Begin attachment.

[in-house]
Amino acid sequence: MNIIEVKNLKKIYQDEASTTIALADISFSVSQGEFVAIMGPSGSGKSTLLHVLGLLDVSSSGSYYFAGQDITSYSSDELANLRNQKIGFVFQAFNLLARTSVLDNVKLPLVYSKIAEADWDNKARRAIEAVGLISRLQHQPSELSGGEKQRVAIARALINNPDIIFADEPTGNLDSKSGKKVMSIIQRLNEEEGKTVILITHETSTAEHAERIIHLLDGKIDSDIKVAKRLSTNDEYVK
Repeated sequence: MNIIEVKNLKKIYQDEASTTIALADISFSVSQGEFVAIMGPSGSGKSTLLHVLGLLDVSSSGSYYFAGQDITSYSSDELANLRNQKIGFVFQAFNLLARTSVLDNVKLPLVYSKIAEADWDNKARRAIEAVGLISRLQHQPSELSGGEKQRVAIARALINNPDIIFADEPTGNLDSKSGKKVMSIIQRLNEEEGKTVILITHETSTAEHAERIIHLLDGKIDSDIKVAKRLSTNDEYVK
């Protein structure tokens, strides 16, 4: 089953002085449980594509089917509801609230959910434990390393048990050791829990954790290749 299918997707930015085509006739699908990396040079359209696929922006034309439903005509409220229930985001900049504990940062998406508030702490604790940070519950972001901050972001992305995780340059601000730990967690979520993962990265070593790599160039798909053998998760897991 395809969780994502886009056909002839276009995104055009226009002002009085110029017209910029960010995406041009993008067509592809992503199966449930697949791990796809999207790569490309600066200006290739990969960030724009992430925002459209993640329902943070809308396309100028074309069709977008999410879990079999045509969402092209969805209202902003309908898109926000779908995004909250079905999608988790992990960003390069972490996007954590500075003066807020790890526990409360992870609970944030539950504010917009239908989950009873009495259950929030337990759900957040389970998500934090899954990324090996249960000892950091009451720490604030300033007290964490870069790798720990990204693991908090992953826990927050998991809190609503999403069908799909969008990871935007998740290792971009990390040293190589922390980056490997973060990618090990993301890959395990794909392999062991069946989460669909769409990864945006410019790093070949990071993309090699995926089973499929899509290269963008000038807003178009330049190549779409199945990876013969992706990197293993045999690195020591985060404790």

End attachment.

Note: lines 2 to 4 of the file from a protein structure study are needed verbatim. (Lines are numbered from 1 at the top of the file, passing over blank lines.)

Amino acid sequence: MNIIEVKNLKKIYQDEASTTIALADISFSVSQGEFVAIMGPSGSGKSTLLHVLGLLDVSSSGSYYFAGQDITSYSSDELANLRNQKIGFVFQAFNLLARTSVLDNVKLPLVYSKIAEADWDNKARRAIEAVGLISRLQHQPSELSGGEKQRVAIARALINNPDIIFADEPTGNLDSKSGKKVMSIIQRLNEEEGKTVILITHETSTAEHAERIIHLLDGKIDSDIKVAKRLSTNDEYVK
Repeated sequence: MNIIEVKNLKKIYQDEASTTIALADISFSVSQGEFVAIMGPSGSGKSTLLHVLGLLDVSSSGSYYFAGQDITSYSSDELANLRNQKIGFVFQAFNLLARTSVLDNVKLPLVYSKIAEADWDNKARRAIEAVGLISRLQHQPSELSGGEKQRVAIARALINNPDIIFADEPTGNLDSKSGKKVMSIIQRLNEEEGKTVILITHETSTAEHAERIIHLLDGKIDSDIKVAKRLSTNDEYVK
């Protein structure tokens, strides 16, 4: 089953002085449980594509089917509801609230959910434990390393048990050791829990954790290749 299918997707930015085509006739699908990396040079359209696929922006034309439903005509409220229930985001900049504990940062998406508030702490604790940070519950972001901050972001992305995780340059601000730990967690979520993962990265070593790599160039798909053998998760897991 395809969780994502886009056909002839276009995104055009226009002002009085110029017209910029960010995406041009993008067509592809992503199966449930697949791990796809999207790569490309600066200006290739990969960030724009992430925002459209993640329902943070809308396309100028074309069709977008999410879990079999045509969402092209969805209202902003309908898109926000779908995004909250079905999608988790992990960003390069972490996007954590500075003066807020790890526990409360992870609970944030539950504010917009239908989950009873009495259950929030337990759900957040389970998500934090899954990324090996249960000892950091009451720490604030300033007290964490870069790798720990990204693991908090992953826990927050998991809190609503999403069908799909969008990871935007998740290792971009990390040293190589922390980056490997973060990618090990993301890959395990794909392999062991069946989460669909769409990864945006410019790093070949990071993309090699995926089973499929899509290269963008000038807003178009330049190549779409199945990876013969992706990197293993045999690195020591985060404790």